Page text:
The first option we looked at was BabiesRus.com’s metal hands-free gate. On the site their pitch goes like this:
“Because of its simple “knee-knocker” mechanism, this all-metal baby gate can be opened with no hands at all – an advantage that will be recognized instantly by any parent who isn’t an octopus. The user just places a toe on a floor-level plate, then puts patella to plate (or knee to gate, in ordinary language). Designed for standard door frames, the all-metal gate has adjustment bolts that fit any gap between 29 and 34 inches – though the design tends to go wobbly near the outer limit of this range. And note that the actual opening is barely 18 inches wide.” – Richard Farr
Certainly sounds great. They caution, however, that it is:
“Not for use on stairs or in windows. Install according to manufacturer’s instructions. This product will not necessarily prevent all accidents. Never leave child unattended. Intended for use with children 6 through 24 months. Always mount flush against the floor. Never use with a child able to climb over, dislodge, or open the gate. This gate is only a deterrent and is not meant as a replacement for proper adult supervision.”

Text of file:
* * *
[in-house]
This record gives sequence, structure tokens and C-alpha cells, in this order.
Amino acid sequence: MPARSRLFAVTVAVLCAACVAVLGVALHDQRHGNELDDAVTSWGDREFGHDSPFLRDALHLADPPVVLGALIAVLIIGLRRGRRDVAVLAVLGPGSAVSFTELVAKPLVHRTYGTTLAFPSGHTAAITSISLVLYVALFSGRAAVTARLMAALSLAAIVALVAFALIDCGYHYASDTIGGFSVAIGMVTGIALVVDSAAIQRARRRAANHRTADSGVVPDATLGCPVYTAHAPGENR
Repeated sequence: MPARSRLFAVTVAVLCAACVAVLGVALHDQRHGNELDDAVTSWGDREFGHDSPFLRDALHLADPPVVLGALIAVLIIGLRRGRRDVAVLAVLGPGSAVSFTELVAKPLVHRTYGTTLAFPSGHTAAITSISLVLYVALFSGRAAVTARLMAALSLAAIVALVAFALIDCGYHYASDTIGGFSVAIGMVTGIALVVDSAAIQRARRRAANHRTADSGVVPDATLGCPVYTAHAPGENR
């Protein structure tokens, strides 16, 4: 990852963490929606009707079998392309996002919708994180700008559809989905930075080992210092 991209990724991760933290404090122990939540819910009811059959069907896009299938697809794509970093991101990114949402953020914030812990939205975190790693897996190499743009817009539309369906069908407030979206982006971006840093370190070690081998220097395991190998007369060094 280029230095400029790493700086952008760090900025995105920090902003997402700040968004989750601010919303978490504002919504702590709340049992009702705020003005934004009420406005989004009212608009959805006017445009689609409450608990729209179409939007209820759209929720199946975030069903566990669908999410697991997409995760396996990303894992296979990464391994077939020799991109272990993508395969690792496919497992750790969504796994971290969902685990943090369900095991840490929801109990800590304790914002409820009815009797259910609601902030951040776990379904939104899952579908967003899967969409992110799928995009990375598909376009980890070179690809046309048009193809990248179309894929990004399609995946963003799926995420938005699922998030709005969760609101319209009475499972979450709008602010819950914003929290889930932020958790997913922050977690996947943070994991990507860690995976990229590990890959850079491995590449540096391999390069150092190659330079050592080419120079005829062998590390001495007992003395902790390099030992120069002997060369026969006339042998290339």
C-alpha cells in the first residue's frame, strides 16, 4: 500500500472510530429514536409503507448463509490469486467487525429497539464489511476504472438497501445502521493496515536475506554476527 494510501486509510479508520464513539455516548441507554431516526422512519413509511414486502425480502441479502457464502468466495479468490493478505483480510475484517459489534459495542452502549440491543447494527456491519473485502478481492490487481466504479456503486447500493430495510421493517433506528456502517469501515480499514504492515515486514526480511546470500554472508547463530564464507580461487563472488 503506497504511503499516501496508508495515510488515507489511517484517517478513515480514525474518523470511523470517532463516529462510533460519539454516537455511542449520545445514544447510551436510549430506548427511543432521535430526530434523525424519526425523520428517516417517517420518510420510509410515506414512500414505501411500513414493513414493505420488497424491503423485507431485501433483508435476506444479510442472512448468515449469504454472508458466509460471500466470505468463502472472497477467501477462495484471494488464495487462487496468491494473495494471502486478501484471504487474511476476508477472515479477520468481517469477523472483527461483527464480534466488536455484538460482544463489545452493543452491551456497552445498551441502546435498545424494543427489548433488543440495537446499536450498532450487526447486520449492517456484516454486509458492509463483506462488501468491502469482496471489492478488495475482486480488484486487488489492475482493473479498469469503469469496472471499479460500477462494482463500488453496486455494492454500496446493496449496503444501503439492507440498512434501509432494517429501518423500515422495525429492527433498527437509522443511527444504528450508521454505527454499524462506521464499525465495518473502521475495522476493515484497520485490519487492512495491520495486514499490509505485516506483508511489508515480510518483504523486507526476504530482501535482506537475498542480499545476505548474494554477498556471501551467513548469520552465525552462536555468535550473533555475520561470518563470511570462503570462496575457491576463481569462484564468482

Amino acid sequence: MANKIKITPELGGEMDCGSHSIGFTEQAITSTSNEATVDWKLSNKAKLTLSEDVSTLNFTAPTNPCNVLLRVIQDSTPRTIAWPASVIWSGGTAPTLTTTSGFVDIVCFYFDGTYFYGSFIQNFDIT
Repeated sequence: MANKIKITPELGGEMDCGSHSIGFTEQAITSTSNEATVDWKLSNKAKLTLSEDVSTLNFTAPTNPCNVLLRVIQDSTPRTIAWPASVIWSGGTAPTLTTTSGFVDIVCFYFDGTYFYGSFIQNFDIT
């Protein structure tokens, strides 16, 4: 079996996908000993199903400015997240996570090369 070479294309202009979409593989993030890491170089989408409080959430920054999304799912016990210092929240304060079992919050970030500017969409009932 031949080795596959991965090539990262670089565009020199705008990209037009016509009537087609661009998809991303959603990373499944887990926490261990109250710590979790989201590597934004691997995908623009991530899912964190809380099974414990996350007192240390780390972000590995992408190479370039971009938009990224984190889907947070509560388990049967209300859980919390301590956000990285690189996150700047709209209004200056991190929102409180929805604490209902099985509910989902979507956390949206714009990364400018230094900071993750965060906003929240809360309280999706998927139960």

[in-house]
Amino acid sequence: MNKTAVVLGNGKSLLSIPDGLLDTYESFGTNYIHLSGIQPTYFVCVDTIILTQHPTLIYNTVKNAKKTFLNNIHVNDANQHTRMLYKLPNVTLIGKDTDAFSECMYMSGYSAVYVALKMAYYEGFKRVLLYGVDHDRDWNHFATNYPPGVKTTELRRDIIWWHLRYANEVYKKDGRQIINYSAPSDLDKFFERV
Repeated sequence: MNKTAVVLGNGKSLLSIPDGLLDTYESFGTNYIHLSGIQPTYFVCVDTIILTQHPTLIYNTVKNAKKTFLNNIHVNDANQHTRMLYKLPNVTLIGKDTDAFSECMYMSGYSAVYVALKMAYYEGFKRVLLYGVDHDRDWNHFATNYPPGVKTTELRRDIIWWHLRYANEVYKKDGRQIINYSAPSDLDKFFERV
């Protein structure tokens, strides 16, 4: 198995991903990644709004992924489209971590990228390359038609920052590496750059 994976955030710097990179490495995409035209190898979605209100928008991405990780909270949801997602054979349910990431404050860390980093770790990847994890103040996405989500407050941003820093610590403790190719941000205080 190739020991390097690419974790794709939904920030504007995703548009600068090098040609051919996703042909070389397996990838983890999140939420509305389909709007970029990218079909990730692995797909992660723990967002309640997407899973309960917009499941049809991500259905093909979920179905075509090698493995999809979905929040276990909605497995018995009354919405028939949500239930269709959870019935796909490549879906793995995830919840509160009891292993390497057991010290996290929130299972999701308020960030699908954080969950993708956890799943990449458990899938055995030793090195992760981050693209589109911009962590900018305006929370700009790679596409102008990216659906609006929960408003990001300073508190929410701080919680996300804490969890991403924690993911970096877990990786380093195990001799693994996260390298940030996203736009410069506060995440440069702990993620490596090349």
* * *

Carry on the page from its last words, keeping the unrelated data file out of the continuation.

In other words, don’t blame us if your kid is smarter than our gate. Still, the proof is in the pudding, so we visited a neighbor and conducted some simple trials. They also let us take the gate down and re-install it to give us a feel for how labor-intensive it is.